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Understand imapct

Understanding research impact

What is research impact?

Research impact has many definitions. Broadly, it is all the diverse ways that research benefits individuals, organisations and nations through increasing effectiveness of public services and policy, improving quality of life and health, or economic benefits. As with translation, many terms are being used to refer to the concept of research impact. These include research ‘benefit’, ‘payback’, ‘translation’, ‘transfer’, ‘uptake’ and ‘utilisation’. 

It is necessary and important to define research impact. We must distinguish between ‘academic impact’, considered to be the research knowledge contribution to a field of study within academia, and ‘non-academic impact’, impacts that go beyond academia. 

Research impact is the contribution that research makes to the economy, society, environment or culture, beyond the contribution to academic research. (Australian Research Council)

Impact is a complicated and messy topic. Despite this, research funders and research organisations globally are looking to measure impact . These impacts are not easily quantified. There can be considerable time lags between research and impact. Impact is often from accumulated knowledge and not a specific research finding.

The measurement and assessment of impact of the research endeavour have become more and more important. Researchers are increasingly expected to show value for money from their research and funders are keen to show the benefits or research spending.

The introduction of research impact assessment is being used as a proxy for the value of our research and the benefit of that spending to society.

If you would like to get a handle on non-academic impacts this workshop is for you.

Workshop outcomes:

  • Understand the definitions and terminology around non-academic impacts.
  • Learn about the different categories of impact and how to achieve them in the different fields of research.
  • Know the pathway to create impact and the elements of successful impact.
  • Understand impact activities and how they relate to the impact types.
  • Learn about impact indicators and the evidence required to support impact claims.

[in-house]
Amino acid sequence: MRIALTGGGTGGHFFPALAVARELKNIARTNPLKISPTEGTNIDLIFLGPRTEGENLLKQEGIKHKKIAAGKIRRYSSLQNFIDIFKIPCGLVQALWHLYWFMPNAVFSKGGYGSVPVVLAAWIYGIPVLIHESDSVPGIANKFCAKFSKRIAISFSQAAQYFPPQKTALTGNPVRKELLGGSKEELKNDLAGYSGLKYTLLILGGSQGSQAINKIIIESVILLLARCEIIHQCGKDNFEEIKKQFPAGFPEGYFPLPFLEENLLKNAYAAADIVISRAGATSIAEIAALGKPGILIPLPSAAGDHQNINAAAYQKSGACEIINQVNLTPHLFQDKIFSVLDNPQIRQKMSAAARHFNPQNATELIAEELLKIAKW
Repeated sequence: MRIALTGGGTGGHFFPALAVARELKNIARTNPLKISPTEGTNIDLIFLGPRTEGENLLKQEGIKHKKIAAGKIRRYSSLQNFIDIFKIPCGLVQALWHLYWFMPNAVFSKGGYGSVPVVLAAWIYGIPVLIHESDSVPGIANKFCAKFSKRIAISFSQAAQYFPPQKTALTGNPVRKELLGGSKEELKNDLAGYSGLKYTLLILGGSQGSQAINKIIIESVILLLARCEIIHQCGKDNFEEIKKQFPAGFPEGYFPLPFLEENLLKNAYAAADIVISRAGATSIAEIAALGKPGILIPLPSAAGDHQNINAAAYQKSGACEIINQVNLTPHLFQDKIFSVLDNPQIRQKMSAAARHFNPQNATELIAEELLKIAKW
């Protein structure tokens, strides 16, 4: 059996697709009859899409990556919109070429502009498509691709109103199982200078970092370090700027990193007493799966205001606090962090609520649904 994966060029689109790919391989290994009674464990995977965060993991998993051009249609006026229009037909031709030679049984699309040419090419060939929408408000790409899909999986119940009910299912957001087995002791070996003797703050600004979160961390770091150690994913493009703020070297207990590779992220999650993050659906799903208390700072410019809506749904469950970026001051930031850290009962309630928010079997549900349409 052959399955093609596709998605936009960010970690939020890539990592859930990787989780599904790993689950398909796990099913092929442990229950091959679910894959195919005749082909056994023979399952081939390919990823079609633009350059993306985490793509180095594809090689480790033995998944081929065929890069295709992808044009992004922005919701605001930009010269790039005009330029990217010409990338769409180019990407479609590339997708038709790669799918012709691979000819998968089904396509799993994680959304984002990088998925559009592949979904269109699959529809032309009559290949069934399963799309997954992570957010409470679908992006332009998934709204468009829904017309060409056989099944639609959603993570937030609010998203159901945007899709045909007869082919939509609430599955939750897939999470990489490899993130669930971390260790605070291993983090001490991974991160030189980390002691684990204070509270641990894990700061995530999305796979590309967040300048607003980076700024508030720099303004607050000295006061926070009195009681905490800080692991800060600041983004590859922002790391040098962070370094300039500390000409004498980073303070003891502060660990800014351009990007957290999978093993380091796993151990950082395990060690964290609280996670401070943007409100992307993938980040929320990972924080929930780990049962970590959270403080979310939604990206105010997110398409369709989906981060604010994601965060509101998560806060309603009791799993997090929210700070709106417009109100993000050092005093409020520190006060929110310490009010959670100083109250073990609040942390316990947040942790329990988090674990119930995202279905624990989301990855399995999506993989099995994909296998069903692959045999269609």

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What people are saying about our workshops & training…

I feel able to apply all that I have learned

This course increased my understanding of how to consider impact in research design and provided practical tools to support that process. I feel able to apply all that I have learned into research planning and demosntrate more clearly how my projects create impact.

Sarah McCarthy
University of Surrey

This workshop provided me the opportunity to learn how to effectively communicate my research

This training is grounded in good theory and evidenced recommendations about research impact. I highly recommend this training for those who think they may need clear and specific guidance on how to effectively demonstrate the significance and reach of their research, and those who need someone to walk them through step-by-step on how to plan for demonstrable impact.

Elizabeth Cook
Edith Cowan University

Thank you for providing a practical, timely workshop to support my impact evidence gathering

Thank you for providing a practical, timely workshop to support my impact evidence gathering. I will use the resources provided to demonstrate my research impact on complex social problems. I particularly appreciated the breaking down of different types of impact, from policy impact examples, to health, economic, environmental and social cultural.

Stephanie Godrich
Edith Cowan University